Latin America is a top region for emerging e-commerce growth, due to rising internet penetration rates and a growing middle class demanding foreign goods and services. But with 27 separate nations or territories and a variety of currencies and payment preferences, market entry in Latin America for cross-border retailers can be complex. That’s why the Global E-commerce Leaders Forum (GELF) is hosting a special forum all about Latin America, GELF LATAM, on May 9 in Miami. The day is full of educational sessions for global e-commerce leaders on how to best expand into this region.

For cross border retailers, it can be challenging to jump into LATAM ecommerce all at once. One approach is to start with one or two target countries and establish a foothold. But which nations should be the first markets? According to the E-commerce Foundation’s 2018 Latin America E-Commerce Report, shoppers in Argentina lead the way in online shopping activity: 39 percent of consumers in the country make regular purchases online. Coming in a close second is Brazil, with 38 percent of its population turning to the web for shopping needs. Rounding out the top five e-commerce markets in Latin America are Chile, Mexico and Columbia.

While the desire for online shopping is there, Latin America can be a tough region for cross-border merchants. The biggest domestic competitor in Latin America is Mercado Libre, an online marketplace that draws in an estimated 47 percent of Latin American online shoppers. Earlier this year, Mercado Libre raised $1.8 billion through a public share offering, and through direct investments from other e-commerce players, including PayPal.

Despite the domestic competition, Brazil is a hot market for cross-border retailers. Our research shows that 86 percent of online shoppers ages 18-54 in Brazil have shopped cross border. The most popular countries of origin for cross border purchases by Brazilian shoppers are China, the U.S. and Japan. However, 62% of Brazilian cross-border shoppers said that slow product delivery was the top barrier to shopping from another country.  High taxes and duties and expensive shipping, respectively at 47% and 42%, were also cited as barriers to cross-border shopping for online Brazilian consumers.

Currency localization or Latin American markets can also be a challenge. All sovereign nations, with the exception of Ecuador, use their own currencies (Ecuador uses the U.S. dollar). Online merchants should consider displaying different currencies for consumers on websites for each Latin American country in which they do business. Displaying the local currency is one way to better localize the online experience for consumers so they feel they are purchasing from a domestic retailer when shopping on your site.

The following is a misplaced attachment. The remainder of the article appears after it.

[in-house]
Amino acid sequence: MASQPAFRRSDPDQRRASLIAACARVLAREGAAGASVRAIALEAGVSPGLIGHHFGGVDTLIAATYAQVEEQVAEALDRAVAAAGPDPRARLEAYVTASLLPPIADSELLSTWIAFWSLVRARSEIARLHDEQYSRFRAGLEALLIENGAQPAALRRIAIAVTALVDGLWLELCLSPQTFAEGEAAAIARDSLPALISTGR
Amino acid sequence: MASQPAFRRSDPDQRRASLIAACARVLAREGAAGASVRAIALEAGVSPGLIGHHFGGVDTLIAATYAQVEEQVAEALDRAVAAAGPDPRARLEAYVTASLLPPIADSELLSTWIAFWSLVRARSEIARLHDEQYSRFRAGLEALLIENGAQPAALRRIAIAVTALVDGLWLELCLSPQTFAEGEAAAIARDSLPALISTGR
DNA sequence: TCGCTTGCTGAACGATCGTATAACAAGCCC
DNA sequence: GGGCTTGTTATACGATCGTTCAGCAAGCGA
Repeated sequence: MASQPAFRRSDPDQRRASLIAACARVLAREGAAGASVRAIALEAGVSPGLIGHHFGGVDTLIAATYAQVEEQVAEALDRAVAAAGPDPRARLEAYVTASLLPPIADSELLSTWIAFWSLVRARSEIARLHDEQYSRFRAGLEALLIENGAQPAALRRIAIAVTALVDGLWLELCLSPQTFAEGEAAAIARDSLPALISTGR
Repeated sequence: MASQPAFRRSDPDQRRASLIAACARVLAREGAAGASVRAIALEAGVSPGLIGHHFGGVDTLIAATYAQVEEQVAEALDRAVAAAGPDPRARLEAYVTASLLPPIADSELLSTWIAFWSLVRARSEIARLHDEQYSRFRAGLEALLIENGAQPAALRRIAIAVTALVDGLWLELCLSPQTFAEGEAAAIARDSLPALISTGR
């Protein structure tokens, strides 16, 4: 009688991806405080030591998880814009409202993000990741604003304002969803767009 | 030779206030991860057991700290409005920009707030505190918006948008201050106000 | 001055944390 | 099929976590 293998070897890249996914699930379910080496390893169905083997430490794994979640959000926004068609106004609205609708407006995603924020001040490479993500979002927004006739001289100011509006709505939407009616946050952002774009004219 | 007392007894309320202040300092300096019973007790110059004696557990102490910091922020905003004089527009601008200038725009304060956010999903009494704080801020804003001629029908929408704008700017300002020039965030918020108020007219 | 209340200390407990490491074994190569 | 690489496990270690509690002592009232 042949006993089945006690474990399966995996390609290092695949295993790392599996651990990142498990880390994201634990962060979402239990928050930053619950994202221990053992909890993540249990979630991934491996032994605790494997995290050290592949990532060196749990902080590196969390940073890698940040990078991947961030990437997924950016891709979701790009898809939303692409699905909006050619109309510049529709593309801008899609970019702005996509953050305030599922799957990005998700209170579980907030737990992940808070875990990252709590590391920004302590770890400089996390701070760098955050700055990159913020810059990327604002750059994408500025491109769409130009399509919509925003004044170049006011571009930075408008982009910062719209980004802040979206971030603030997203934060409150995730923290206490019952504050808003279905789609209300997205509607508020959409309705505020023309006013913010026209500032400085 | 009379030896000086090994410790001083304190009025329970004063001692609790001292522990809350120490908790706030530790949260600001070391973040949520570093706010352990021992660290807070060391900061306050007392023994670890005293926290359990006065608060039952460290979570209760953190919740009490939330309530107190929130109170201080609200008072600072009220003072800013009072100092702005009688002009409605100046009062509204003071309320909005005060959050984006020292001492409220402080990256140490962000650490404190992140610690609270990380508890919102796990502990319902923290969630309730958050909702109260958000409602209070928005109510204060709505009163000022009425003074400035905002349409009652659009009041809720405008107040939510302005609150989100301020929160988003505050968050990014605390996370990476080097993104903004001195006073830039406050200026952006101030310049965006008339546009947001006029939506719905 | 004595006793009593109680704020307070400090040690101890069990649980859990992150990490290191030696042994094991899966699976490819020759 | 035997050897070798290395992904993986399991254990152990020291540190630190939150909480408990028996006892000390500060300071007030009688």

Then there’s the hurdle of payment preferences across Latin America. Each country’s preferences vary significantly and may not line up with traditional online payments such as credit cards or even PayPal. For example, 90 percent of the population in Mexico use cash when making purchases. This has driven e-commerce merchants to find creative ways to accept cash for online transaction. Some have been experimenting with solutions that allow customers to pay for online purchases using physical currency, allowing consumers to pick up and pay for their orders at nearby partner locations such as partner banks, pharmacies and even convenience stores. In Brazil, using credit cards that offer payments with installments is very popular as is the alternative payment method Boleto bancário.

Look for Flow’s global e-commerce experts at GELF LATAM on May 9. We’ll have a table in the exhibition area, and we’re also hosting a special cross border e-commerce dinner the evening of May 9 at CVLTRA, starting at 6 pm. To reserve your space at the dinner, or to schedule a one-on-one session with one of our cross border retail leaders, send us an email at or contact us through our website.